Blood island of umbilical vesicle

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Blood island of umbilical vesicle
Latin Insula sanguinea vesiculae umbilicalis
Gray's p.506
Carnegie stage 6a
Days 21
Precursor Mesoderm
Code TE E5.11.2.0.0.0.4

Blood islands are structures in the developing embryo which lead to many different parts of the circulatory system.

They primarily derive from plexuses formed from angioblasts. Within them, vacuoles appear through liquefaction of the central part of the syncytium into plasma. The lumen of the blood vessels thus formed is probably intracellular. The flattened cells at the periphery form the endothelium.

The nucleated red blood corpuscles develop either from small masses of the original angioblast left attached to the inner wall of the lumen or directly from the flat endothelial cells. In either case the syncytial mass thus formed projects from and is attached to the wall of the vessel. Such a mass is known as a blood island and hemoglobin gradually accumulates within it. Later the cells on the surface round up, giving the mass a mulberry-like appearance. Then the red blood cells break loose and are carried away in the plasma. Such free blood cells continue to divide.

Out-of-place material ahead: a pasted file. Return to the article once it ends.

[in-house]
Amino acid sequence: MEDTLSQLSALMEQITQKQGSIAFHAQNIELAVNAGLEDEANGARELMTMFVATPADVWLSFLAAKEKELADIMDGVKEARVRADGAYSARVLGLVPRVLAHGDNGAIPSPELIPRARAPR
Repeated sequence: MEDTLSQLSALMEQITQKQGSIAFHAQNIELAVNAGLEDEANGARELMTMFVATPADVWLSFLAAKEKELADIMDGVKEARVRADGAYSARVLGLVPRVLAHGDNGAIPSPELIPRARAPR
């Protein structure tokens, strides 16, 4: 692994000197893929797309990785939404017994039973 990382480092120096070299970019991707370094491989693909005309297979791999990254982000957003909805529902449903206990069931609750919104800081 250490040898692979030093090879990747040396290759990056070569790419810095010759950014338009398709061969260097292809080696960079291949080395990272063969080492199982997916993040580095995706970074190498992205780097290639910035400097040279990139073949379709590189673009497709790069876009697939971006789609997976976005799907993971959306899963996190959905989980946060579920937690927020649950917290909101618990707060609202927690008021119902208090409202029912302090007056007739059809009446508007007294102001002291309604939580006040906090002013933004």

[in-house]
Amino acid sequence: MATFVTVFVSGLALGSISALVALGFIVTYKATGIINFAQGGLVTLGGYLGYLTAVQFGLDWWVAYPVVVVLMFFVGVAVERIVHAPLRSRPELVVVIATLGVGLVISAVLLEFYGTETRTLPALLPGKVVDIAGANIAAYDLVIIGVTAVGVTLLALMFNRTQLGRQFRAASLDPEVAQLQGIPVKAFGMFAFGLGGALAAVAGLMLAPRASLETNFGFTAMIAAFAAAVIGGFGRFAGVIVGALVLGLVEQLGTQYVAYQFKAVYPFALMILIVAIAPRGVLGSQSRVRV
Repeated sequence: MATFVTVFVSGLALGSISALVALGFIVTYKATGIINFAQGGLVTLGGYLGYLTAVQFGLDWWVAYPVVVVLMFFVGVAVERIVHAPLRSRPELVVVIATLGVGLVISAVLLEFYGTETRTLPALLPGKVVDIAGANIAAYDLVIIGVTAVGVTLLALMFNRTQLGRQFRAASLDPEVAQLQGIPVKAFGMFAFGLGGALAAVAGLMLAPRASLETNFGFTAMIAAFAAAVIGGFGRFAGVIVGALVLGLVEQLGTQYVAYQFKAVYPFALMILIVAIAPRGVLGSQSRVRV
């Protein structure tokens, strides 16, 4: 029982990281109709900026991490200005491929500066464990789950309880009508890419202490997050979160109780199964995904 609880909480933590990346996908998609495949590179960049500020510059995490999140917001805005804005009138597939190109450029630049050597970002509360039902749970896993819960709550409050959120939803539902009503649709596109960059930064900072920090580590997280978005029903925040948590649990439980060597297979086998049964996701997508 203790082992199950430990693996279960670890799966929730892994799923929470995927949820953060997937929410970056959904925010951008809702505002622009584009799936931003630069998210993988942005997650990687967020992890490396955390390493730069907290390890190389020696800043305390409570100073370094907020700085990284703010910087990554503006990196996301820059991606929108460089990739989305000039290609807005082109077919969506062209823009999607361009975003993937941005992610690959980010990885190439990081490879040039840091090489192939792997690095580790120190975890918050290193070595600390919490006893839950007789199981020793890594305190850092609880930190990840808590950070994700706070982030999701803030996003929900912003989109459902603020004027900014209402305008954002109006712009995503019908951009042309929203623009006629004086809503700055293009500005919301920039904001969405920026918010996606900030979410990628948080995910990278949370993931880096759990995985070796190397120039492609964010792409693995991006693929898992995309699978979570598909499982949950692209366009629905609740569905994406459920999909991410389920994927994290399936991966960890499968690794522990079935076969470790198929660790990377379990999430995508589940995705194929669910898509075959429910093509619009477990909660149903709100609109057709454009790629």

Blood islands have been seen in the area vasculosa in the omphalomesenteric vein and arteries, and in the dorsal aorta.

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This article incorporates text from a public domain edition of Gray's Anatomy.

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